Lunar New Year Blog

5 Traditions Capturing the Spirit of Lunar New Year to Share with Your Kids

Celebrating Lunar New Year With Your Family

The Lunar New Year is here and those who are celebrating have already been waiting for this celebration for months. If you have never celebrated the Lunar New Year or have never heard of it at all, there are a few traditions parents should familiarize themselves with to show respect for this sacred time.

You should not confuse the Lunar New Year with Chinese New Year as they are not the same and generally people have referred to Lunar New Year as Chinese New Year leaving out many cultures and countries from the celebration. Lunar New Year is celebrated in China (also known as Spring Festival), Singapore, Malaysia, Thailand, Japan, Philippines, Indonesia, North and South Korea (known as Solnal), Vietnam (known as Tet), Tibet (known as Losar) and in the United States.


Many superstitions are surrounding the Lunar New Year and you will want to familiarize yourself with the things to avoid so that you don’t bring bad luck to yourself or anyone else. There are many superstitions and the most important part to remember is to avoid anything that might bring bad luck in the New Year. You should always make sure to respect these superstitions when you or your kids are around anyone who celebrates Lunar New Year.

Cleaning and washing (and not cleaning and washing)

One of the most important parts of the Lunar New Year superstitions is to clean and prepare your home and yourself before Lunar New Year's Eve. Once the celebration has started you are not allowed to clean anything as this will remove all your good luck. So, if you forgot to clean or take out the trash before February 1st you will have to wait a few more days to make sure you are not ridding yourself of any good luck.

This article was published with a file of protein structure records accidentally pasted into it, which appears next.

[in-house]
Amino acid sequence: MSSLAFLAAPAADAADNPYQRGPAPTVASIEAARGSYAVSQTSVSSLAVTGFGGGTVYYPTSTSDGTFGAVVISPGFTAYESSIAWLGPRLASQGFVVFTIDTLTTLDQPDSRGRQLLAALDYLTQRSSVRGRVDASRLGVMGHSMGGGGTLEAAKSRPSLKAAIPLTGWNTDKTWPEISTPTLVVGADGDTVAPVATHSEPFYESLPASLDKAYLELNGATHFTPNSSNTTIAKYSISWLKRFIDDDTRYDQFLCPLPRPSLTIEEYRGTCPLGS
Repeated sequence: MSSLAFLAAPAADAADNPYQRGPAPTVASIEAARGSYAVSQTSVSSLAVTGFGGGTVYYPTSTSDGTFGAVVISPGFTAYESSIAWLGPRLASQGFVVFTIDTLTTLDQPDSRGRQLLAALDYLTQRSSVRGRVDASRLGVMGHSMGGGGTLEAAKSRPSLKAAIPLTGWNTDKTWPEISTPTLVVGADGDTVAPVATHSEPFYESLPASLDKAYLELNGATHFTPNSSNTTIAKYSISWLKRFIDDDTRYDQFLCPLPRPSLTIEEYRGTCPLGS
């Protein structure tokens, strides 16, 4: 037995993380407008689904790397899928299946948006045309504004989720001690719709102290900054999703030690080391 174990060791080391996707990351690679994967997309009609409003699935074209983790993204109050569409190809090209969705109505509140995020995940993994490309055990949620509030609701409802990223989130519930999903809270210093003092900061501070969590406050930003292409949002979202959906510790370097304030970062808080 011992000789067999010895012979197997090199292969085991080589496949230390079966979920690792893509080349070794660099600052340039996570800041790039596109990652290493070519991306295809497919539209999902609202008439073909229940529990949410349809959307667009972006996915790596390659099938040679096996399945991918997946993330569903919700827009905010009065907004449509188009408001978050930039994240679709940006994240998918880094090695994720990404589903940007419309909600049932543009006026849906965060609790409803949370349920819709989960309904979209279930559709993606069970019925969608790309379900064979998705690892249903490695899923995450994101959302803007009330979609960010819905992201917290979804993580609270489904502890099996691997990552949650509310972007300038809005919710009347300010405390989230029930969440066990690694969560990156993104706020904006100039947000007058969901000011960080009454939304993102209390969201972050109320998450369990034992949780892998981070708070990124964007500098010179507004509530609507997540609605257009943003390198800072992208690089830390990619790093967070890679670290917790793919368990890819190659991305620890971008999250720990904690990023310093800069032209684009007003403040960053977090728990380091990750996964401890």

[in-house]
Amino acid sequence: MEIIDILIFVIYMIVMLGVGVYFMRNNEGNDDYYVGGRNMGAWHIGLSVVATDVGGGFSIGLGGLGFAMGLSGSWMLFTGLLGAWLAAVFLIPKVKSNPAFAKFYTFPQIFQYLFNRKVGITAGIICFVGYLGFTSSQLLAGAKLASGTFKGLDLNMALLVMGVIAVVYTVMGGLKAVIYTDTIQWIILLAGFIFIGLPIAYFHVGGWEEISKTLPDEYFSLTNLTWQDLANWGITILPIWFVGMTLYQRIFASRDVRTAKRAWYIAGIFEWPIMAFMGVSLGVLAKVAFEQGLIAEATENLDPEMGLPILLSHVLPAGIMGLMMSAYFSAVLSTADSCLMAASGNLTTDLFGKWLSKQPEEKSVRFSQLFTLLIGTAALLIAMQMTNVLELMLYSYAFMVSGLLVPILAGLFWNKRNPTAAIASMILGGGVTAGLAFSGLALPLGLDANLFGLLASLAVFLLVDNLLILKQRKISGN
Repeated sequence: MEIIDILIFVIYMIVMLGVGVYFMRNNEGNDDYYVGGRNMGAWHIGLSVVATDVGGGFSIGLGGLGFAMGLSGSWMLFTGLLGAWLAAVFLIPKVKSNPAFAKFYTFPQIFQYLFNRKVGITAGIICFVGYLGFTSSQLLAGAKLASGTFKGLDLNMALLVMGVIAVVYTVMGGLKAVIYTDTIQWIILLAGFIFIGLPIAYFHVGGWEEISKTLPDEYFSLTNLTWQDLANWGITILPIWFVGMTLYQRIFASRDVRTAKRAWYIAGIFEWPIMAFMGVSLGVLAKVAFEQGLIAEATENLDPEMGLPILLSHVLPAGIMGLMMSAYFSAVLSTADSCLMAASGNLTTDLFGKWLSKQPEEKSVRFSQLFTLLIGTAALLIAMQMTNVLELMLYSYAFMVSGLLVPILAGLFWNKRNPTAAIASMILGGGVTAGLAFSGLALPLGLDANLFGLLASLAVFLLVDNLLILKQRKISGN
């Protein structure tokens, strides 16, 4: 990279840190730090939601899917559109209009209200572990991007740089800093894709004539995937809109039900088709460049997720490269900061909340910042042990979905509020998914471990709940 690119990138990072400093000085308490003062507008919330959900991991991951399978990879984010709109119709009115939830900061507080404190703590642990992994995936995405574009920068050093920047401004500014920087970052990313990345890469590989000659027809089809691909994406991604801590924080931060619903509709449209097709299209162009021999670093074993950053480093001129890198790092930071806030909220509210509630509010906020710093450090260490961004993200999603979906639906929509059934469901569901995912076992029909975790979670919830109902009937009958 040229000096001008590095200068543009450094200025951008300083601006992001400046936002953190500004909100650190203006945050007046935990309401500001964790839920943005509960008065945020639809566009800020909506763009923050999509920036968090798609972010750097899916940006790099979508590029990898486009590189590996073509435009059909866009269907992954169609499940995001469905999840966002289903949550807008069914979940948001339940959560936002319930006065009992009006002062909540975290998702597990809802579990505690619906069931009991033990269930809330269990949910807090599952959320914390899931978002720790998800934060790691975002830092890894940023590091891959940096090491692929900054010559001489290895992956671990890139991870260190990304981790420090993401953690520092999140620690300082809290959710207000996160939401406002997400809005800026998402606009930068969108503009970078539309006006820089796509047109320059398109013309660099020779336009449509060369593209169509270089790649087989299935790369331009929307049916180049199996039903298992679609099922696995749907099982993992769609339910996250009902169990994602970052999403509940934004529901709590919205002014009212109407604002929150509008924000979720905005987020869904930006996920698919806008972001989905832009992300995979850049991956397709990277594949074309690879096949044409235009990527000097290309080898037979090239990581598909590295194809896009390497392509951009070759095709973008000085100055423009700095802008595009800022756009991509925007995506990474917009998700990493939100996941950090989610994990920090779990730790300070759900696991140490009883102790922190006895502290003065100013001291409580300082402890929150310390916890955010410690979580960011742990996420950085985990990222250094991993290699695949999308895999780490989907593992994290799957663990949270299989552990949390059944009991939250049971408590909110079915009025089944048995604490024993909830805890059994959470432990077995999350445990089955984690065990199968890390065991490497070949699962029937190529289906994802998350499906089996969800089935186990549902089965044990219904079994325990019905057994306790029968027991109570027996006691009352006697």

Family gathering/celebrations

Family is always important and Lunar New Year is no different. In China specifically, this time of year also marks the world's busiest travel season because of how many people will travel to be with family or to go on vacation with their family. Make sure you take time to spend with your family and especially the children in your life.

Lunar New Year Red Envelopes Tradition

Red envelopes

Many may have already seen the red envelopes filled with money which are passed around during the Lunar New Year. These envelopes are given to children and unmarried individuals by elders who wish them luck and fortune in the new year.


Food is at the center of the Lunar New Year. Just like many other aspects of Lunar New Year food carries with its specific meaning as well. Fish is one of the most important foods to eat during Lunar New Year and you will want to include long noodles for longevity in the New Year.

If you want to celebrate any holiday that does not belong to your own culture the most important thing you can do is to do your own research. Read a few different blogs and articles to learn what is appropriate and what is not. Most importantly you should always be respectful, so once you have educated yourself you should still be mindful of how you bring up the subject when you are around people who belong to the culture you are celebrating.

Since Lunar New Year has a lot of do’s and don’ts the most important thing you can do as an observer is to show respect for those who celebrate. If you are lucky enough to know someone with personal knowledge about this celebration you should ask them how you can show your support and respect in the best way possible.

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